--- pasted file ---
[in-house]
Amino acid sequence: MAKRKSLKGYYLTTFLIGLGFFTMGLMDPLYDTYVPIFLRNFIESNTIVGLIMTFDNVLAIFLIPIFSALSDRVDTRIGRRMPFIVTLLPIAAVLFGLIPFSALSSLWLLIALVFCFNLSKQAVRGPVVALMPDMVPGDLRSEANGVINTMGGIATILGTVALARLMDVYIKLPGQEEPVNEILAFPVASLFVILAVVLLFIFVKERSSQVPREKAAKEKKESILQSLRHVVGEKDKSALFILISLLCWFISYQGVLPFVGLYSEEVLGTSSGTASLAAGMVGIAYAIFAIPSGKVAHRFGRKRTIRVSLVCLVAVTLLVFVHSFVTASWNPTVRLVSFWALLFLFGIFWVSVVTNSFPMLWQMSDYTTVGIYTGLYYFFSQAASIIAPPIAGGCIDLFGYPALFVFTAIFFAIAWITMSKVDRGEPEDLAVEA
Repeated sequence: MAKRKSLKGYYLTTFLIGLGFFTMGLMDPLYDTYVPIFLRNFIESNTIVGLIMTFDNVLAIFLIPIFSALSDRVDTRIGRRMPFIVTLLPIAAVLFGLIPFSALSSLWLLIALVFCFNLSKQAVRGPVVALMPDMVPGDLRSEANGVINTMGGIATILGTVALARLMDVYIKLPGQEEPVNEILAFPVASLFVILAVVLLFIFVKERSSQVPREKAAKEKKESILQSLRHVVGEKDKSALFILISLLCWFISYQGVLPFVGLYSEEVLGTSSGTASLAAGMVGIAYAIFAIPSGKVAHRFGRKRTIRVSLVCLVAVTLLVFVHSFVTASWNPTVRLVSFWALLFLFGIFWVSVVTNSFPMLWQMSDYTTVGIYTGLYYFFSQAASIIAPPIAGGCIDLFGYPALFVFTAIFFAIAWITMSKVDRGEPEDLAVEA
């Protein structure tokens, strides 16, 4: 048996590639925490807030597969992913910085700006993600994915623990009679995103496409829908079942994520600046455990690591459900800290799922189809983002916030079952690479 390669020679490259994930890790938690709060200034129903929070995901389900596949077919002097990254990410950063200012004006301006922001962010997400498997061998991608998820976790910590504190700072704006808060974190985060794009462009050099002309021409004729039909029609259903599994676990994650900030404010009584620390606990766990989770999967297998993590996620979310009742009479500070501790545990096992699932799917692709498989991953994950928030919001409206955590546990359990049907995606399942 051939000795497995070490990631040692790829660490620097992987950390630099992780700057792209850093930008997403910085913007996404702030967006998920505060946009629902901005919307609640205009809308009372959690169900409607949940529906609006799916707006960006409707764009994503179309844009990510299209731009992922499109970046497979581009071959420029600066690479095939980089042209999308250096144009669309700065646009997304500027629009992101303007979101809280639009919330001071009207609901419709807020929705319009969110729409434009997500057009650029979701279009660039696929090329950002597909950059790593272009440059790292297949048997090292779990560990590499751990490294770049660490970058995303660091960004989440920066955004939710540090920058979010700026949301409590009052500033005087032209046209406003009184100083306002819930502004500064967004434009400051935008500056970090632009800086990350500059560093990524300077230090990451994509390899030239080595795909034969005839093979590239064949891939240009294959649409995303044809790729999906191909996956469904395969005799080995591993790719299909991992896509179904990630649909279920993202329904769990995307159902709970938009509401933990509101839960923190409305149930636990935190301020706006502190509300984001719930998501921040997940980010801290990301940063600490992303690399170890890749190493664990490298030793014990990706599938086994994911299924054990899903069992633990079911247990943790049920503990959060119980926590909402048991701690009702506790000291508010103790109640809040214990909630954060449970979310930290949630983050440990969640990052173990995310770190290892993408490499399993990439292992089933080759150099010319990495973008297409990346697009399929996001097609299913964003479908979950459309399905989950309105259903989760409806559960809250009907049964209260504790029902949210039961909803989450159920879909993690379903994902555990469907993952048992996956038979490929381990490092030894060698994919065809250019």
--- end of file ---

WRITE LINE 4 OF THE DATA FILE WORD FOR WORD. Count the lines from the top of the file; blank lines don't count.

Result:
């Protein structure tokens, strides 16, 4: 048996590639925490807030597969992913910085700006993600994915623990009679995103496409829908079942994520600046455990690591459900800290799922189809983002916030079952690479 390669020679490259994930890790938690709060200034129903929070995901389900596949077919002097990254990410950063200012004006301006922001962010997400498997061998991608998820976790910590504190700072704006808060974190985060794009462009050099002309021409004729039909029609259903599994676990994650900030404010009584620390606990766990989770999967297998993590996620979310009742009479500070501790545990096992699932799917692709498989991953994950928030919001409206955590546990359990049907995606399942 051939000795497995070490990631040692790829660490620097992987950390630099992780700057792209850093930008997403910085913007996404702030967006998920505060946009629902901005919307609640205009809308009372959690169900409607949940529906609006799916707006960006409707764009994503179309844009990510299209731009992922499109970046497979581009071959420029600066690479095939980089042209999308250096144009669309700065646009997304500027629009992101303007979101809280639009919330001071009207609901419709807020929705319009969110729409434009997500057009650029979701279009660039696929090329950002597909950059790593272009440059790292297949048997090292779990560990590499751990490294770049660490970058995303660091960004989440920066955004939710540090920058979010700026949301409590009052500033005087032209046209406003009184100083306002819930502004500064967004434009400051935008500056970090632009800086990350500059560093990524300077230090990451994509390899030239080595795909034969005839093979590239064949891939240009294959649409995303044809790729999906191909996956469904395969005799080995591993790719299909991992896509179904990630649909279920993202329904769990995307159902709970938009509401933990509101839960923190409305149930636990935190301020706006502190509300984001719930998501921040997940980010801290990301940063600490992303690399170890890749190493664990490298030793014990990706599938086994994911299924054990899903069992633990079911247990943790049920503990959060119980926590909402048991701690009702506790000291508010103790109640809040214990909630954060449970979310930290949630983050440990969640990052173990995310770190290892993408490499399993990439292992089933080759150099010319990495973008297409990346697009399929996001097609299913964003479908979950459309399905989950309105259903989760409806559960809250009907049964209260504790029902949210039961909803989450159920879909993690379903994902555990469907993952048992996956038979490929381990490092030894060698994919065809250019």